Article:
Photo: Fifa-appointed normalisation committee member Trevor Nicholas Gomez.

In the last two years, only the Trinidad and Tobago Men’s and Women’s National Senior Teams have been operational–and even then only sporadically. The TTFA recently began screening for the Men’s National Under-20 and Women’s National Under-20 and Under-17 Teams.

Samoura’s statement regarding ‘the inability to make payments directly to the TTFA’s bank account due to a high risk of garnishment’ is sure to interest dozen of attorneys too, who have been anxious for proof that the local football body is ‘hiding’ money from its creditors.

The TTFA banks roughly US$1.5 mil (TT$10.2 mil) from Fifa in subventions every year. Hadad is believed to earn US$6,500 (TT$44,000) per month from Fifa for his duties as chairman, while the other committee members collect US$4,000 (TT$27,000) each.

Fifa’s response to the sluggish reform under Hadad and company is now to give more time to the controversial administrators rather than to replace them or leave the mess in the hands of a new football president.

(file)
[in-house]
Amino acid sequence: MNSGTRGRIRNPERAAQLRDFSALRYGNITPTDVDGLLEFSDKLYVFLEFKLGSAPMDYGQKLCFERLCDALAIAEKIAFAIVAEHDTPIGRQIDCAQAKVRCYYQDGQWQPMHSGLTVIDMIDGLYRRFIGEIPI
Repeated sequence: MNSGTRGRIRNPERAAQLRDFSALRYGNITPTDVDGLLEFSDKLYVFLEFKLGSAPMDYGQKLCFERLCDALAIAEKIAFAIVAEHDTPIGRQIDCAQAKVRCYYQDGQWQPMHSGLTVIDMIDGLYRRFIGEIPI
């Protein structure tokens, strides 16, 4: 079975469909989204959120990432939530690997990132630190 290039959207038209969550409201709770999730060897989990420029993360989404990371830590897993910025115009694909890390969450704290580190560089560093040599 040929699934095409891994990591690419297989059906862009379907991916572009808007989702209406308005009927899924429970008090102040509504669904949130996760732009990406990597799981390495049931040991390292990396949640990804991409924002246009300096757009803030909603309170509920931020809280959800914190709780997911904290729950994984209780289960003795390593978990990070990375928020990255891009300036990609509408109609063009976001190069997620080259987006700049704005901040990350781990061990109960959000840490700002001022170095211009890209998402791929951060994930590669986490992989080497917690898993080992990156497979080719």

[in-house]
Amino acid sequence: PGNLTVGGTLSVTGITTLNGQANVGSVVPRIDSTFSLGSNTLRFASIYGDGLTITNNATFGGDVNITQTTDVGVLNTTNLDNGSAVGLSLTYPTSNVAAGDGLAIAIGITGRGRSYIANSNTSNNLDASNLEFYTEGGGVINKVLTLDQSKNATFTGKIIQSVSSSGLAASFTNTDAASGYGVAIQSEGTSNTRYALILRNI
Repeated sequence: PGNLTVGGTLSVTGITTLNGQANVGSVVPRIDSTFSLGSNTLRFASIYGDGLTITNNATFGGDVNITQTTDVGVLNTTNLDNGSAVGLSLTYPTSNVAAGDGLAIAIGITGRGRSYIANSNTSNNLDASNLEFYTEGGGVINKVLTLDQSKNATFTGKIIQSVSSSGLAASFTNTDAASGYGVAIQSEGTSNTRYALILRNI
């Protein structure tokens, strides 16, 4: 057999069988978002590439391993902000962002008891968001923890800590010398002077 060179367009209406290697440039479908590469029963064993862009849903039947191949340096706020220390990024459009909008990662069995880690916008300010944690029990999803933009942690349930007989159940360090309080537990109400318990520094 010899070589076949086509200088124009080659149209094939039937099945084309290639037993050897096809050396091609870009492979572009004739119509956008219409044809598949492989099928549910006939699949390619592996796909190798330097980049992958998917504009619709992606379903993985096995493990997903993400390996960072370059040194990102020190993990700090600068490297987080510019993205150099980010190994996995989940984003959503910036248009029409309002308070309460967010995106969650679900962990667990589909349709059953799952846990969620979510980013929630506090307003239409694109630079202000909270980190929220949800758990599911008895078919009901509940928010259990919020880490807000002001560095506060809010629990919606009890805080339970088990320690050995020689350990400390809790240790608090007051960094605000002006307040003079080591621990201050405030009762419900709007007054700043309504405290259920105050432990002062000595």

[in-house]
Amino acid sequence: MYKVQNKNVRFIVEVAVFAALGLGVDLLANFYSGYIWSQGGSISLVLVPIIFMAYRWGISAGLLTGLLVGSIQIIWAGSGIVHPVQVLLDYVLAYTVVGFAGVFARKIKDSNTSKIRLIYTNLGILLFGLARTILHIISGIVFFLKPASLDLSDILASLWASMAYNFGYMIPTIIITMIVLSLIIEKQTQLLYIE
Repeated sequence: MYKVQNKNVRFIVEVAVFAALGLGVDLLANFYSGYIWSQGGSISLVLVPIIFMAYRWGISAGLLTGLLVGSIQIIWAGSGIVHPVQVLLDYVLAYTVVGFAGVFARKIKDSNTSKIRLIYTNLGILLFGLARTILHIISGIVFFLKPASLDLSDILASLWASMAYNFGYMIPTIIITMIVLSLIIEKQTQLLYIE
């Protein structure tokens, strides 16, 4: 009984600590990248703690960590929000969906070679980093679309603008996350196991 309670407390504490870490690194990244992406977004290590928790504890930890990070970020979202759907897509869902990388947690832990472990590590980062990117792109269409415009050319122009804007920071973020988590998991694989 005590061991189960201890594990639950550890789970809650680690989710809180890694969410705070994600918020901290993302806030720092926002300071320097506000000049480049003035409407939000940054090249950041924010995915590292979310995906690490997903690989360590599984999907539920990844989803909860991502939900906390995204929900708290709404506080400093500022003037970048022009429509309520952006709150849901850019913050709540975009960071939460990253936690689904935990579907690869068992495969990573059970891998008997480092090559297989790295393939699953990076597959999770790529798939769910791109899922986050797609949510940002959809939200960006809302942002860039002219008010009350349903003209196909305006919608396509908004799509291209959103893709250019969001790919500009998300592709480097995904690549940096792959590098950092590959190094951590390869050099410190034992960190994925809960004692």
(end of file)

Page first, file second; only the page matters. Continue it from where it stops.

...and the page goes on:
Photo: Fifa-appointed normalisation committee vice-chairman Judy Daniel during her spell at the EMA over a decade ago.
Daniel has pocketed hundreds of thousands of dollars for work with the normalisation committee although she resides in the US.

‘Under the above-described circumstances and considering all the urgent and complex challenges the TTFA is still facing,’ stated Samoura, ‘the Bureau decided on 17 December 2021 to extend the mandate of the normalisation committee until 31 March 2023 at the latest.’

Fifa’s unilateral decision to remain in charge of the TTFA was predicted by former board member Keith Look Loy and Trinidad and Tobago Olympic Committee (TTOC) president Brian Lewis.

There is precedent too abroad. Fifa extended its mandate to the normalisation committee of Egypt on three occasions, while Pakistan’s committee got four extensions—on 15 June 2020, 31 December 2020, 30 June 2021 and 30 September 2021.